William Shakespeare Quotes

Then must you speak Of one the lov'd not wisely but too well; Of one not easily jealous, but, being wrought, Perplex'd in the extreme; of one whose hand, Like the base Indian, threw a pearl away Richer than all his tribe;
William Shakespeare (1564-1616), British poet. Othello (V, ii). . . The Unabridged William Shakespeare, William George Clark and William Aldis Wright, eds. (1989) Running Press.
Daffodils, That come before the swallow dares, and take The winds of March with beauty.
William Shakespeare (1564-1616), British dramatist, poet. Perdita, in The Winter's Tale, act 4, sc. 4, l. 118-20. Perdita wishes for flowers to express her love for Florizel.
There is not one among them but I dote on his very absence.
William Shakespeare (1564-1616), British dramatist, poet. Portia, in The Merchant of Venice, act 1, sc. 2, l. 109-10. Dismayed by all her suitors, she wishes they would go away.
"Who chooseth me shall get as much as he deserves."
William Shakespeare (1564-1616), British dramatist, poet. Prince of Morocco, in The Merchant of Venice, act 2, sc. 7, l. 23. Reading the message on the silver casket.
O coward conscience, how dost thou afflict me!
William Shakespeare (1564-1616), British dramatist, poet. Richard, in Richard III, act 5, sc. 3, l. 179. Starting out of a nightmare.
If it be true that good wine needs no bush, 'tis true that a good play needs no epilogue.
William Shakespeare (1564-1616), British dramatist, poet. Rosalind, in As You Like It, epilogue, l. 3-5. It was proverbial that a good wine needed no bush, or sign, hung out to advertise sale of it.
I am a great eater of beef, and I believe that does harm to my wit.
William Shakespeare (1564-1616), British dramatist, poet. Sir Andrew Aguecheek, in Twelfth Night, act 1, sc. 3, l. 85-6. Eating beef was proverbially linked to being stupid or "beef-witted."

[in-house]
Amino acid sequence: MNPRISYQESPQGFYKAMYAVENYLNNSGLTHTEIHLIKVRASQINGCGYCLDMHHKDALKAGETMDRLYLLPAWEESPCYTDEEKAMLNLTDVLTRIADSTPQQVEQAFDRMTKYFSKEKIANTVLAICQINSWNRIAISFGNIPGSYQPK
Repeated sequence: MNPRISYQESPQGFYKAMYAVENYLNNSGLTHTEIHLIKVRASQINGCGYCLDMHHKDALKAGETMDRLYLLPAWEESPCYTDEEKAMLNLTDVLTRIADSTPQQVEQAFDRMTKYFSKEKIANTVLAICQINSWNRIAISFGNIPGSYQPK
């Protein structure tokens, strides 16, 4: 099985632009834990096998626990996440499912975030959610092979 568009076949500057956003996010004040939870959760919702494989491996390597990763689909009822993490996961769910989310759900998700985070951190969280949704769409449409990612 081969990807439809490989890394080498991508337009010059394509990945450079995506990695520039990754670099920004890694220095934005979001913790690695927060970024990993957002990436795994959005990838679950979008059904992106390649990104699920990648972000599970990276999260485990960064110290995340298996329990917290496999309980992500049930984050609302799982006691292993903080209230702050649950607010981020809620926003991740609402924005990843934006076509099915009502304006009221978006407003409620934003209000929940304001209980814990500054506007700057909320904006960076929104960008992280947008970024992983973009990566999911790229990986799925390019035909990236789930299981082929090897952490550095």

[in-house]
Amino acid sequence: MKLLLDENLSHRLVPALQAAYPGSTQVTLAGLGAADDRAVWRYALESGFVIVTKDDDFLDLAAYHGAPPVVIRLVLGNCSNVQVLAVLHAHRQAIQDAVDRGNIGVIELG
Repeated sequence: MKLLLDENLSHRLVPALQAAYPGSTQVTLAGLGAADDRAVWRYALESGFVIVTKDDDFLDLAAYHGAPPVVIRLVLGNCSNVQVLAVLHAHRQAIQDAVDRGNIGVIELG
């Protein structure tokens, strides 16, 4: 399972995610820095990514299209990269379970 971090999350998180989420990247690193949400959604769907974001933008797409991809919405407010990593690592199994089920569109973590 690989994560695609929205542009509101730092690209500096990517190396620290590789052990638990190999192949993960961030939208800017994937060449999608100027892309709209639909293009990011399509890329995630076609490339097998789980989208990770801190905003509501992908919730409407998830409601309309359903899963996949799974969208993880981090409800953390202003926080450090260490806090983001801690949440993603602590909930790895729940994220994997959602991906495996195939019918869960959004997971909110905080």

'O opportunity! thy guilt is great, 'Tis thou that execut'st the traitor's treason; Thou set'st the wolf where he the lamb may get; Whoever plots the sin, thou point'st the season; 'Tis thou that spurn'st at right, at law, at reason; And in thy shady cell, where none may spy him, Sits Sin to seize the souls that wander by him.
William Shakespeare (1564-1616), British poet. The Rape of Lucrece (l. 1-8). . . The Unabridged William Shakespeare, William George Clark and William Aldis Wright, eds. (1989) Running Press.
To get your living by the copulation of cattle.
William Shakespeare (1564-1616), British dramatist, poet. Touchstone, in As You Like It, act 3, sc. 2, l. 79-80. Mocking Corin, the shepherd, about country life.
When I do count the clock that tells the time, And see the brave day sunk in hideous night, When I behold the violet past prime, And sable curls all silvered o'er with white: When lofty trees I see barren of leaves, Which erst from heat did canopy the herd And summer's green all girded up in sheaves Borne on the bier with white and bristly beard: Then of thy beauty do I question make That thou among the wastes of time must go, Since sweets and beauties do themselves forsake, And die as fast as they see others grow, And nothing 'gainst Time's scythe can make defence Save breed to brave him, when he takes thee hence.
William Shakespeare (1564-1616), British poet. When I do count the clock that tells the time (l. 1-14). . . The Unabridged William Shakespeare, William George Clark and William Aldis Wright, eds. (1989) Running Press.